Peter Robinson,
Before the Poison
(William Morrow & Company, 2012)

I've long been a fan of Peter Robinson's Inspector Banks series, but this standalone novel of his stayed with me long after reading.

Christopher Lowdes, a composer of scores for Hollywood films, is at a loss after the death of his wife and decides to abandon California and return home to England. Sight unseen, he purchases a rambling mansion in the Yorkshire dales, intent on living there and easing his pain by composing a sonata that has long been on his mind.

It's only after moving into the isolated property that he discovers its sordid past. Fifty years earlier, the original owner Ernest Fox, a prominent doctor, is alleged to have been poisoned by his wife, Grace, who was found guilty and hanged for the crime.

Initially, Lowdes is merely curious. Then, in his despondent state, wandering about the lonely house, hearing the odd noises an old structure makes in the night, imagining he sees things in the shadows, he becomes more and more interested in the story of Grace. Soon he becomes obsessed with finding out the truth about Grace as he uncovers tidbits about her history from local, and then, far flung sources. The more he delves, the more convinced he becomes Grace was innocent and the more those close to him worry over his sanity.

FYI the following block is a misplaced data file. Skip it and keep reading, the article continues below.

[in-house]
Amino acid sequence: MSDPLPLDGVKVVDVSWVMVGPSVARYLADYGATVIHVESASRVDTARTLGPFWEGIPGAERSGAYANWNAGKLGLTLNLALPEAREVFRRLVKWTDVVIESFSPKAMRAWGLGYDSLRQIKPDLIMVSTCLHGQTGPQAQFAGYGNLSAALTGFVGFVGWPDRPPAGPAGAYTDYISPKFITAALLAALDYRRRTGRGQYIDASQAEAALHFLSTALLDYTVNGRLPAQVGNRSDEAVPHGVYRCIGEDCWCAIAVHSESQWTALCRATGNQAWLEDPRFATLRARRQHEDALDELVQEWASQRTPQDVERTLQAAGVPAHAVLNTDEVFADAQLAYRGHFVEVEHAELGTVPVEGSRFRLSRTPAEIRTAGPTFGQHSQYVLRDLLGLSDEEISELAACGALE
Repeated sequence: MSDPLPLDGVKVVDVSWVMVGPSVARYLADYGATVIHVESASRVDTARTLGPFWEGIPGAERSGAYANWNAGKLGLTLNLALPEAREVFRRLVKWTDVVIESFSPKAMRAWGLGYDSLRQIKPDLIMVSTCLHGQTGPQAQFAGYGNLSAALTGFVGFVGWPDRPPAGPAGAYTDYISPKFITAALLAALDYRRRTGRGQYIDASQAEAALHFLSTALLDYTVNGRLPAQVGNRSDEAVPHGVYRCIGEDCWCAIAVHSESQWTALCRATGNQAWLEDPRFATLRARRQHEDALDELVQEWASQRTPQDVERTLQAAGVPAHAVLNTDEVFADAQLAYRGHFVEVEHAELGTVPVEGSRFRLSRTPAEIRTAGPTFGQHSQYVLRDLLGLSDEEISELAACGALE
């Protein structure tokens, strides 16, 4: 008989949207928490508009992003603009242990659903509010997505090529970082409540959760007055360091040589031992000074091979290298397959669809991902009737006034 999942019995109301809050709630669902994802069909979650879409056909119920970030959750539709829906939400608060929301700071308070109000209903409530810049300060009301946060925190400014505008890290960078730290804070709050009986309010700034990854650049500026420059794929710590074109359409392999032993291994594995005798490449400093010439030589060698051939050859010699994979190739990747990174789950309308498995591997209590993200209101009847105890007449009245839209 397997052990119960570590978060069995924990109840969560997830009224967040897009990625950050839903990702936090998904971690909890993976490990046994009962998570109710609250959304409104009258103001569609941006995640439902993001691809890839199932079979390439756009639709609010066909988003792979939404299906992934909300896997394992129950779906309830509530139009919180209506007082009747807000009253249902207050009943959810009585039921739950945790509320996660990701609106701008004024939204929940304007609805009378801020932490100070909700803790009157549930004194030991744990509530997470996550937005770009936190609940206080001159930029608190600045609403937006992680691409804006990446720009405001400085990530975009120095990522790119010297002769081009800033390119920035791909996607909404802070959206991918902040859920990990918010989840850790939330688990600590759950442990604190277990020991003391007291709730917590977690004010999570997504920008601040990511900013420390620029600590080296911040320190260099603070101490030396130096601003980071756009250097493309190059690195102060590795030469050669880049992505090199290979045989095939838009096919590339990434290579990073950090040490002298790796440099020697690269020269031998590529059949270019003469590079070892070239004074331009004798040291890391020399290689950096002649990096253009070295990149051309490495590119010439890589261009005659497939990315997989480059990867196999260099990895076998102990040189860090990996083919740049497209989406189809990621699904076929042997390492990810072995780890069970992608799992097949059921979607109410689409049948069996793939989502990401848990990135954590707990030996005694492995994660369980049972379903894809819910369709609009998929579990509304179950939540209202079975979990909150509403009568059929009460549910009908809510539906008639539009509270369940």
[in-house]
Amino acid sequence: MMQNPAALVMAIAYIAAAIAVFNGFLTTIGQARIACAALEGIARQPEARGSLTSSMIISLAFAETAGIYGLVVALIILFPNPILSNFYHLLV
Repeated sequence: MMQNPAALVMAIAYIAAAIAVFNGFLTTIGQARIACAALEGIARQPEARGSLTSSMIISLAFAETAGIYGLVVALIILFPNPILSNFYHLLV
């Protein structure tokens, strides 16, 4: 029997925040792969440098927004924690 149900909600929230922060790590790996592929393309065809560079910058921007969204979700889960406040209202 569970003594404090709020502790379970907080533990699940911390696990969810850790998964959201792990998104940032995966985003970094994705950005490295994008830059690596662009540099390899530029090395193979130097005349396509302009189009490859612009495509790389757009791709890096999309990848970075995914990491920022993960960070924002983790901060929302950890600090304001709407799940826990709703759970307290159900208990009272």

When by chance he meets her granddaughter and reads the journal of her experiences as a nurse during World War II, his obsession leads to a shocking conclusion about her and also to surprising revelations about himself.

Music always has an important role in a Robinson novel (there's usually a playlist of music that inspired him in the writing). This is no exception, though the music here is classical, jazz and film scores rather than the rock found in the Banks novels.

This isn't a recent novel, but it's worth hunting out in your library or favorite used bookstore if you enjoy psychological suspense.

[ visit the author's website ]

book review by
John Lindermuth

9 December 2017

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